English Gardner

English Gardner’s runner-up may have been her biggest victory yet

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English Gardner, by finishing second in the 100m at the recent USATF Outdoor Championships, marked yet another resurgent victory in a young career full of them.

“The most distinguished quality of a person that becomes great in this sport is that they never quit,” the 27-year-old said after qualifying for the world championships as one of the top three finishers in Des Moines on July 26. “I joke around with my dad and all my friends, I’m like Freddy and Jason in this sport. You can’t kill me.”

While Gardner was a high school freshman, her mom, Monica, was diagnosed with advanced breast cancer. While she underwent treatment, Gardner’s father, Anthony, suffered a stroke. Both lived. Then Gardner, in her junior year, tore her ACL, MCL and meniscus in a powder puff football game. She came back and earned a scholarship to the University of Oregon.

Come 2016, Gardner entered the Rio Olympics as the world’s second-fastest woman for the year. She had won the U.S. Olympic Trials 100m in 10.74 seconds, making her the fourth-fastest American in history. She revealed that she overcame depression and anxiety to get there.

Gardner did not say it then, but she also ran that summer, and finished seventh in Rio, on a torn meniscus suffered while doing stadiums (Gardner said it happened in February; her father said closer to trials). Gardner did not get it diagnosed, but she knew immediately what the buckle meant, remembering that high school injury.

Anthony, her coach since age 8 (some full-time, some advisory), said Gardner moved out of the Olympic Village during the Games and stayed with her parents. The injury kept her from walking out for meals.

After the 100m final, Anthony remembered his daughter’s tears. And her punching a wall.

“She had no push out of the blocks,” he said. “It was by the grace of God that we didn’t do more damage [to the knee].” Gardner underwent surgery after the Games.

The most devastating setback of Gardner’s career would not come until July 21, 2017, father and daughter agreed.

She tore her ACL again — all of these injuries have been to the same right knee. It happened on a live stream and on slow-motion replay, that knee bending awkwardly as she passed a relay baton in Monaco. A third knee surgery followed.

Behind schedule in her recovery, Gardner considered the end of her track career.

“It was a small moment where I just knew that it could be a possibility that I just never do what I love again,” she said. “Quickly, the monster in me snapped back. I had to have a lot of conversations with myself. This was all mental.”

Anthony, a former hurdler and triple jumper, had made annual trips to Los Angeles to stay with Gardner, injury after injury to start her pro career. “She kept getting hurt, causing mental distress,” he said.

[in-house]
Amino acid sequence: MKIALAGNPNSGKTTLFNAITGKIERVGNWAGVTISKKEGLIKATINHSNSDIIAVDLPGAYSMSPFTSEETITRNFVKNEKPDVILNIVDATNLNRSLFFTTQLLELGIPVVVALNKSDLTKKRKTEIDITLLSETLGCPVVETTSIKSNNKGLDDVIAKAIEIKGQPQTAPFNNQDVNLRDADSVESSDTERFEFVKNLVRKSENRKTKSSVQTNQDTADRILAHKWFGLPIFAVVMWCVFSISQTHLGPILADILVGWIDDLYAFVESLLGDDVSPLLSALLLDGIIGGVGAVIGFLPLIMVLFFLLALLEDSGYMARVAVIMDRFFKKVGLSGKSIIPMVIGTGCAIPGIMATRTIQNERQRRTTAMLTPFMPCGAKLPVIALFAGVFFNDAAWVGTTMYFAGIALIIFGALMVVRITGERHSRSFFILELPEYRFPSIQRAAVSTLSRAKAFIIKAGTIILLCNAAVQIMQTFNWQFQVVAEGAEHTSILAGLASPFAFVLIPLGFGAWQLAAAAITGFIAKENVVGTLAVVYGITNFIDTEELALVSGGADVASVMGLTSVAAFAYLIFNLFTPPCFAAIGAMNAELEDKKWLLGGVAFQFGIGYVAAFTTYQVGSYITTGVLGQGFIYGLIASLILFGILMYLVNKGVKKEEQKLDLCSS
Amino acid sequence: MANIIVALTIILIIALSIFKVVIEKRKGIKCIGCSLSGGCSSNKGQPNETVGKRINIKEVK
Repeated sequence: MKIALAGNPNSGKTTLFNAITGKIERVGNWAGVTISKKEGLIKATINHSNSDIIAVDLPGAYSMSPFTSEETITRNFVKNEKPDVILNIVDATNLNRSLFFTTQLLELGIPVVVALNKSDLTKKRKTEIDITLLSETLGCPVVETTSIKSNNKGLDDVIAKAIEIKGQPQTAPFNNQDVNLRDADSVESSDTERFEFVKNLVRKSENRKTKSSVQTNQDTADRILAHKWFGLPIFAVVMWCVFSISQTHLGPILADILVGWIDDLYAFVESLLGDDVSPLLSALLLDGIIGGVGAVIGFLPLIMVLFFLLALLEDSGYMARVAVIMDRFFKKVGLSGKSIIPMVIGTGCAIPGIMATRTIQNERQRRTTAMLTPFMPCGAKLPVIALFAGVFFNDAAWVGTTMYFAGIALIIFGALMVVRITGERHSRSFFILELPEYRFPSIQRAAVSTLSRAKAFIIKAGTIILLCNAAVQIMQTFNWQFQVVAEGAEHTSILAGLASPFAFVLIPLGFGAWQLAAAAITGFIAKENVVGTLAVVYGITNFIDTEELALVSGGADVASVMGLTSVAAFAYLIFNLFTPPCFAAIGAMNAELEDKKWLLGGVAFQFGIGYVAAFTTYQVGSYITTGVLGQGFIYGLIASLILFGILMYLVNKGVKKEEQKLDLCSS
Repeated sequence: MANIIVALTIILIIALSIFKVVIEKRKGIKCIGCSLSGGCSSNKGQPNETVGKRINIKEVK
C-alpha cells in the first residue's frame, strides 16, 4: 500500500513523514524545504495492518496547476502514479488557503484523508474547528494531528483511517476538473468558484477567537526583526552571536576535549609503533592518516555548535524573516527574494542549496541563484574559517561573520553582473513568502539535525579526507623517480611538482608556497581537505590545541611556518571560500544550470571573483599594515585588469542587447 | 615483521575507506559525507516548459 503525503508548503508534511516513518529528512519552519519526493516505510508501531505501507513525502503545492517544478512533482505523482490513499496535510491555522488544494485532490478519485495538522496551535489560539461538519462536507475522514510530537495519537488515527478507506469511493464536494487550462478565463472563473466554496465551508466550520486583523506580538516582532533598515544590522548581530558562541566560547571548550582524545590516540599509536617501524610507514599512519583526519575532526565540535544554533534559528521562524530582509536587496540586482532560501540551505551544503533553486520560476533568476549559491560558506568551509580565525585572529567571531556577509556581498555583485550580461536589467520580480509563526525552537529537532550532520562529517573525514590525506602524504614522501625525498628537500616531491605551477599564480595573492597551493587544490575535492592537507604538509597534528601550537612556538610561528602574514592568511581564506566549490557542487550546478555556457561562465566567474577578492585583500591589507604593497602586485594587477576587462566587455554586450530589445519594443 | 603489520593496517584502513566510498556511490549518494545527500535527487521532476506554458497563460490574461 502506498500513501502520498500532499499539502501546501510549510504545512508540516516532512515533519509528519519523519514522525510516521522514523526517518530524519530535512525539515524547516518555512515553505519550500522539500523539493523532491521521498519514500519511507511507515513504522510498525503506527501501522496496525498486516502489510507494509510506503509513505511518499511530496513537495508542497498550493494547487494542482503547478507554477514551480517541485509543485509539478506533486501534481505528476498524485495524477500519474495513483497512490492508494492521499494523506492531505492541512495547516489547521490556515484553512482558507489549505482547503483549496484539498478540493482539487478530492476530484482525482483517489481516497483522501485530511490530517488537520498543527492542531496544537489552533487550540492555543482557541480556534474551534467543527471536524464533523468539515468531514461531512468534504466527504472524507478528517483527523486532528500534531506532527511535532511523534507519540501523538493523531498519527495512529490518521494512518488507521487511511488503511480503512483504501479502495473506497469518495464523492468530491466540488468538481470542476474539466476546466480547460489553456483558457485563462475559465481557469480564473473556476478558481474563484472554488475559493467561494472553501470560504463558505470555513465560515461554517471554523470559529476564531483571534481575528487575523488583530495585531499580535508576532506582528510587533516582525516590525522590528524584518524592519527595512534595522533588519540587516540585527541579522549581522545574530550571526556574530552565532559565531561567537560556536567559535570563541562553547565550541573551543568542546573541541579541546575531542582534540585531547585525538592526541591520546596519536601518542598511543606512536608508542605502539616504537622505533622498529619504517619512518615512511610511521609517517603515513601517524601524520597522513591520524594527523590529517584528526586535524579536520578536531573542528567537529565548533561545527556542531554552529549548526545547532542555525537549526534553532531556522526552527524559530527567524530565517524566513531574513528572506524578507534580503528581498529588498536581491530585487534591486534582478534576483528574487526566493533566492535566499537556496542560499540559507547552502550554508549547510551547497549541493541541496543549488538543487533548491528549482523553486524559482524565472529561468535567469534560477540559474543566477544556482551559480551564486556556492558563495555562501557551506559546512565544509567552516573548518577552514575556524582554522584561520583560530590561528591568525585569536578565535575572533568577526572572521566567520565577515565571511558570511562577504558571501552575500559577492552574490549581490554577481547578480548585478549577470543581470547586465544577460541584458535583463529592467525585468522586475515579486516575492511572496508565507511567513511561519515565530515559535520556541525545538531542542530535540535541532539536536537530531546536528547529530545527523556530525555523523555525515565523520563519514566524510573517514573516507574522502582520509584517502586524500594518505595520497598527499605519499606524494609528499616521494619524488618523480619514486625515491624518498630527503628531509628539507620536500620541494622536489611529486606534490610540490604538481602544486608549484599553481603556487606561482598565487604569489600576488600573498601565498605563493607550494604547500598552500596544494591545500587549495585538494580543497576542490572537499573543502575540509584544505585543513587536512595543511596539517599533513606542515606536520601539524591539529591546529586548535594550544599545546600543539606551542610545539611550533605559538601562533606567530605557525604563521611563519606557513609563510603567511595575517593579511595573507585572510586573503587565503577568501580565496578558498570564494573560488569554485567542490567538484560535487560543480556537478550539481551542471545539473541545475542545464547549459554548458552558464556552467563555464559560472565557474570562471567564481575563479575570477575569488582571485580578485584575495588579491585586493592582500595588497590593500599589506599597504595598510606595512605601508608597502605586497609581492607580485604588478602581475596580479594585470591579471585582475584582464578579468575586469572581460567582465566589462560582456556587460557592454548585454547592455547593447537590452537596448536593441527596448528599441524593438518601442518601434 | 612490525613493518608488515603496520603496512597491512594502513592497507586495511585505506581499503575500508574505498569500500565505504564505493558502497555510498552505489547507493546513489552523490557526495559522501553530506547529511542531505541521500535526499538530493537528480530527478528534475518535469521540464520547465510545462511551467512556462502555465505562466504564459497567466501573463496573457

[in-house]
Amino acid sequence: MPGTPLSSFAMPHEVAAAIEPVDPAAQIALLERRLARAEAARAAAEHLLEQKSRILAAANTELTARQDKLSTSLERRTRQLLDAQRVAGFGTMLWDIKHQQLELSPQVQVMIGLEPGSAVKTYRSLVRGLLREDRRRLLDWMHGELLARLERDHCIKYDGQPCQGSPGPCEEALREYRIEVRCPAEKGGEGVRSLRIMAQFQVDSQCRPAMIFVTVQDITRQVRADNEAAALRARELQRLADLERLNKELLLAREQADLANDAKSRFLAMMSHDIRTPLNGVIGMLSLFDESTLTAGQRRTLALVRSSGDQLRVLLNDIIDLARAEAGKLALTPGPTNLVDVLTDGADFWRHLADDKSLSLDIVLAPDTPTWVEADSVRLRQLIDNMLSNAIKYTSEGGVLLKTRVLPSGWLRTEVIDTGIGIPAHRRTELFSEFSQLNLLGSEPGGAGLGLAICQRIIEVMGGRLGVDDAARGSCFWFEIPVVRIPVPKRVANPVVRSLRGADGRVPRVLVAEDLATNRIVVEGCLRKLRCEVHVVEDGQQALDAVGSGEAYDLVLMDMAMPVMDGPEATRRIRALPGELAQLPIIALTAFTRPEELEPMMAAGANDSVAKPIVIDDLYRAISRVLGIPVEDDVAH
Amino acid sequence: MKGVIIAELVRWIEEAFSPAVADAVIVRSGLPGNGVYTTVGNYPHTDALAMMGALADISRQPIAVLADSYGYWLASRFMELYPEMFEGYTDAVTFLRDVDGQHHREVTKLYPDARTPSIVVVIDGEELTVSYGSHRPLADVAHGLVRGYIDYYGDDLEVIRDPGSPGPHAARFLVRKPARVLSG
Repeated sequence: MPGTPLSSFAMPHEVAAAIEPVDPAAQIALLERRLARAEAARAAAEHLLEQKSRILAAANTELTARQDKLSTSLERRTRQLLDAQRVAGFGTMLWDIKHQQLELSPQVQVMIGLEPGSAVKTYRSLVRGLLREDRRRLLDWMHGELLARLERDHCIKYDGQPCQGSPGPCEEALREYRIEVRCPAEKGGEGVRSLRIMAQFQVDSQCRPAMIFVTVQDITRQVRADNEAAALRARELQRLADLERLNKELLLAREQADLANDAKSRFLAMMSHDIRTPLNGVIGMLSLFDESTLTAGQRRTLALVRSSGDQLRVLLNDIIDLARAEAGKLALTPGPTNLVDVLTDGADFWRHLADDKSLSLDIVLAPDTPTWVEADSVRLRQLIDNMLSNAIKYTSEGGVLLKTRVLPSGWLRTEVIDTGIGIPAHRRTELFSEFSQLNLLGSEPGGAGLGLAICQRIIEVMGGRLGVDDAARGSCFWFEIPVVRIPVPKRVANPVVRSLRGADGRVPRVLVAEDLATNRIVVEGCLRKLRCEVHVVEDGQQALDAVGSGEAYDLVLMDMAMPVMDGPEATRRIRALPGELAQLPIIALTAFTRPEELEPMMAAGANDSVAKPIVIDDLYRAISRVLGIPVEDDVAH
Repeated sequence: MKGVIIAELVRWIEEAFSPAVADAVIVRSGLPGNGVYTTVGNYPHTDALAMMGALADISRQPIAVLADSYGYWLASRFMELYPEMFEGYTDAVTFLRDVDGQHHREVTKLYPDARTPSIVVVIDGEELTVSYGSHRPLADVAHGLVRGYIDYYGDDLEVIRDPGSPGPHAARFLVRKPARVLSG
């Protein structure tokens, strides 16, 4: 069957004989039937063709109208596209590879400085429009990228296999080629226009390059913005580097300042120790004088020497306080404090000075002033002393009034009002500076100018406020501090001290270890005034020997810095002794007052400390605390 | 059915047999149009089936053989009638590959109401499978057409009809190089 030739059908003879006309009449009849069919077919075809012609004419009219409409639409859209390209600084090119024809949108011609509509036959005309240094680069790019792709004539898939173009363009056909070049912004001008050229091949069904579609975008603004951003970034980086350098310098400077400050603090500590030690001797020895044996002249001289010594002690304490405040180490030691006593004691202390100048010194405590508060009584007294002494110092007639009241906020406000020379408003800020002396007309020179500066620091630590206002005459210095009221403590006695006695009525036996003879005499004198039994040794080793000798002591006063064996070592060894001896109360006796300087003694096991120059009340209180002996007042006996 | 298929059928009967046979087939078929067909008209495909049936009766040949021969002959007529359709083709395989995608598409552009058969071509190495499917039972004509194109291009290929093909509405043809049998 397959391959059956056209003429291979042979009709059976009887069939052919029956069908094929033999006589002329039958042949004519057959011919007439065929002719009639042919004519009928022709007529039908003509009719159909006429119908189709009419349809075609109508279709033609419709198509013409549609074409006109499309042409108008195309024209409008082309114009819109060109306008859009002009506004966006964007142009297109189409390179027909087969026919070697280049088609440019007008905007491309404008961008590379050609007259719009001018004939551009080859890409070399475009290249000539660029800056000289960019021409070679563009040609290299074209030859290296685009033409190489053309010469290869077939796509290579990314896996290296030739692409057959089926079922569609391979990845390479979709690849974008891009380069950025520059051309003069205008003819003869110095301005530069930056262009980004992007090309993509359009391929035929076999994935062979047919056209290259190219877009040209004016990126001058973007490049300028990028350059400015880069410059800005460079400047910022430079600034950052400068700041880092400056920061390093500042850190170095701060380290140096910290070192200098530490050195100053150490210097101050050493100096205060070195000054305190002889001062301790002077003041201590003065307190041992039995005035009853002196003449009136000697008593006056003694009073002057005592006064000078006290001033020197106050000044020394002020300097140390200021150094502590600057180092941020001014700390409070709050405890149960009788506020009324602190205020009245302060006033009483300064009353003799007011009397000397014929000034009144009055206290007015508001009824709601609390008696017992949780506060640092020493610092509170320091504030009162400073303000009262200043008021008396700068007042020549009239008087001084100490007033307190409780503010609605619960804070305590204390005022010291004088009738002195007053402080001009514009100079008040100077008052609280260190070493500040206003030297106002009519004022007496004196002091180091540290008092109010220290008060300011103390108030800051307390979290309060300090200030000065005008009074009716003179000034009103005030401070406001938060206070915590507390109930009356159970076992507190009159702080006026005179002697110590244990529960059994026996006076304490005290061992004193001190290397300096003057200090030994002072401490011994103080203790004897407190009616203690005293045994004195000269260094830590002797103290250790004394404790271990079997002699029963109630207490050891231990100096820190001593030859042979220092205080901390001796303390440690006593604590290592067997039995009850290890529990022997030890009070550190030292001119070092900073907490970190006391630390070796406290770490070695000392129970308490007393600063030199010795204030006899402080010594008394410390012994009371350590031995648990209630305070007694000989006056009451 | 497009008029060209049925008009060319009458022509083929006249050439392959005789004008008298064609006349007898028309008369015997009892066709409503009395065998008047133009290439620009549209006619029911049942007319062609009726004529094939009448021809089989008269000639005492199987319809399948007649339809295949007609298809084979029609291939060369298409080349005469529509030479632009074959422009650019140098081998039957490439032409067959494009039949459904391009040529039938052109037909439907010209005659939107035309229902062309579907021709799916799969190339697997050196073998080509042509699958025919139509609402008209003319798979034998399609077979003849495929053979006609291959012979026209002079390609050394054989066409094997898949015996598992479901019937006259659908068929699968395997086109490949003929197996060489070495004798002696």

After Monaco, Gardner decided to move from California back home with her parents, a pastor and bishop at Life Giving Word Ministries in Mount Laurel, N.J. She joined the song and praise team on Sundays and helped in the youth department.

“She wanted to go back to her roots,” Anthony said. “I enjoy being her parent [rather than full-time coach], but she was persistent, insisted she go back home.”

Gardner raced twice late in the 2018 season — the sport’s fallow year of the four-year Olympic cycle, the only one with no Olympics or outdoor world championships. She trained to make a full-fledged return this season.

But in the winter she tore her right hamstring decelerating in practice. It benched her for a month. She returned on no training for Diamond League meets in Rome and Stanford, Calif., clocking 11.42 and 11.24 seconds. She ranked 57th in the world for 2019 and 24th among Americans at the end of June.

“I had to call my agents and tell them not to give up on me,” Gardner said, “because I just felt like I wasn’t performing the way I was supposed to perform.”

Then came USATF Outdoors, the key meet of the summer. Make the top three in the 100m, and your season continues through later-than-usual worlds in late September and early October in Doha. Miss the team, and it’s time to start thinking about 2020.

“My legs are there. I’ve just got to trust it,” she told Flotrack after finishing second in her first-round heat in 11.28 into a significant headwind.

The next day, Gardner won her semifinal in 11.16 into an even greater headwind, her most impressive time since the Olympics when factoring in wind.

In the two hours between the semis and final, Gardner saw the start list and noticed that she was the oldest of the eight-woman field. Back in 2013, Gardner became the youngest U.S. women’s 100m champion since 1980. She remains the fastest woman in history without an Olympic or world 100m medal.

The veteran ran an even final, staying with the leaders as younger women faded in the last strides. She took second to Teahna Daniels, 11.20 to 11.25 into a headwind, to qualify for worlds. Gardner, wearing a necklace with the words “No Matter What,” found her father.